International conference chair, awards host and presenter specialising in science, tech, engineering and maths (STEM), education and gender diversity, Kate Bellingham didn't set out to become a TV presenter. She was 'spotted' whilst working for the BBC as an electronics engineer and invited to audition for a Schools TV programme, 'Techno'.
Embarking on a television career, her engineering background, along with a degree in physics from Oxford University and experience as a computer programmer, came in handy during her four years as a presenter on 'Tomorrow's World', the BBC's flagship science and technology show.
Kate went on to present her own weekly programme on Radio 5 Live, 'The Big Bang' on Children's ITV and other programmes for the Open University, BBC Schools and Channel 5. Subsequent broadcasts included a seven-part science series for the Open University, an engineering series for the BBC2 'Learning Zone', 'Testing Times', a series for Radio 4 about the challenges faced on major engineering projects and a series on maths for BBC Schools Radio. She recently co-presented the BBC2 series ‘The Museum of Life' about the work that goes on behind the scenes at the Natural History Museum in London.
Among Kate Bellingham's other projects has been her recent work as the National STEM Careers Co-ordinator, supporting the Department for Children, Schools and Families' (DCSF) STEM campaign. She is also currently Education Ambassador for the 3 year Bloodhound Engineering Adventure – Richard Noble's latest World Land Speed Record attempt aiming for 1000 mph.
Kate Bellingham regularly hosts conferences and seminars for major companies and is also involved in projects promoting science, engineering and technology to the general public. She is President of Young Engineers, the national network of engineering clubs in schools and colleges, and is a Patron of WISE – Women into Science, Engineering and Construction. She currently sits on the advisory board for the publications arm of the Institute of Electrical Engineers.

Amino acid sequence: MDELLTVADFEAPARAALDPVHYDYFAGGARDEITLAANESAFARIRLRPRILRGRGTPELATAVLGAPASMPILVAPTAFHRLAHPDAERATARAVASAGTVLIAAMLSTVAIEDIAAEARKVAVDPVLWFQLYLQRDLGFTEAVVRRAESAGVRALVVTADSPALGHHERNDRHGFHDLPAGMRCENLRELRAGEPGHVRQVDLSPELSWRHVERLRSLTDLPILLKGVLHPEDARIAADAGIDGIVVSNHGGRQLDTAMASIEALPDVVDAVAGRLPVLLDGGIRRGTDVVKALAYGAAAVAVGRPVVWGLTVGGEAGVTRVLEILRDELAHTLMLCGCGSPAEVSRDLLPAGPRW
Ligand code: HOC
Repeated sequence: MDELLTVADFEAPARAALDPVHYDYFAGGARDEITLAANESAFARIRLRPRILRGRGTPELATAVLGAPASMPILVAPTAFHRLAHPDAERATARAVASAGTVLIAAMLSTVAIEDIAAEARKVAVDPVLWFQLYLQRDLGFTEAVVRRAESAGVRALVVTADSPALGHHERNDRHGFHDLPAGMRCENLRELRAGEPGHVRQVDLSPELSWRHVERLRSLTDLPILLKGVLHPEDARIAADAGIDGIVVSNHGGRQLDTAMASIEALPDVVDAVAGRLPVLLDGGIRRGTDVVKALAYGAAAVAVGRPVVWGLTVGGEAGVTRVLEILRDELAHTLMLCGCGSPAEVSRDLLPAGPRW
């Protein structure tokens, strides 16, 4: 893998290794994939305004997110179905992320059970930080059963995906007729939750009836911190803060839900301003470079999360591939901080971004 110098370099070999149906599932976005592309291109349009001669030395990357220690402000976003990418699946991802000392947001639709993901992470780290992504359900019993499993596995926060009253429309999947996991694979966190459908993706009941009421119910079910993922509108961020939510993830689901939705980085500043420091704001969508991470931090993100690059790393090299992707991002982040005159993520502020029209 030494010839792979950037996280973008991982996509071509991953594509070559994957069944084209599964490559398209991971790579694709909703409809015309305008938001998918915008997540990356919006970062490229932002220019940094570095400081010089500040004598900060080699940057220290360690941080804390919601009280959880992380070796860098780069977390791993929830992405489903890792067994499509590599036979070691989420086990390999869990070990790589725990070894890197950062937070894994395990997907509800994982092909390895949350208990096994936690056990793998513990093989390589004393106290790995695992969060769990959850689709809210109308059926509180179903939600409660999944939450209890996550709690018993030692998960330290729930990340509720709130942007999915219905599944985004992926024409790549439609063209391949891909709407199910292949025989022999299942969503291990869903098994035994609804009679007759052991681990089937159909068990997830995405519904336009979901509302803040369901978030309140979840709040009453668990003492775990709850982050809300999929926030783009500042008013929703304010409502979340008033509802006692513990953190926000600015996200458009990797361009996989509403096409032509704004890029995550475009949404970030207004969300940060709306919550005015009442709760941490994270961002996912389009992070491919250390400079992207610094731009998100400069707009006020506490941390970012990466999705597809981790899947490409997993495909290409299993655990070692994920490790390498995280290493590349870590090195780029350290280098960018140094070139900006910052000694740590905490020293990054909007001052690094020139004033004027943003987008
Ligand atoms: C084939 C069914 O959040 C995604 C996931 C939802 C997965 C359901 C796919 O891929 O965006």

In May 2011 Kate was awarded a ‘Women of Outstanding Achievement Award' for Communicating Science, Engineering and Technology to Society by the UKRC. In 1997 she was awarded an Honorary Doctorate in Technology by Staffordshire University in recognition of her work. In 2003 she obtained an MSc in Electronics with distinction at the University of Hertfordshire. Kate was awarded the ‘Public Promotion of Engineering' Medal by the Royal Academy of Engineering in 2004, and between 2006 and 2008 she qualified and worked as a secondary school maths teacher.
In 2012 Kate was delighted to be awarded the Honorary Degree of Doctor of Science by the University of the West of England (UWE) at a ceremony at Bristol Cathedral on 25 July.
Since 2014 Kate has been focusing her huge energy and many talents on her personal goal – to encourage the involvement of girls in Engineering.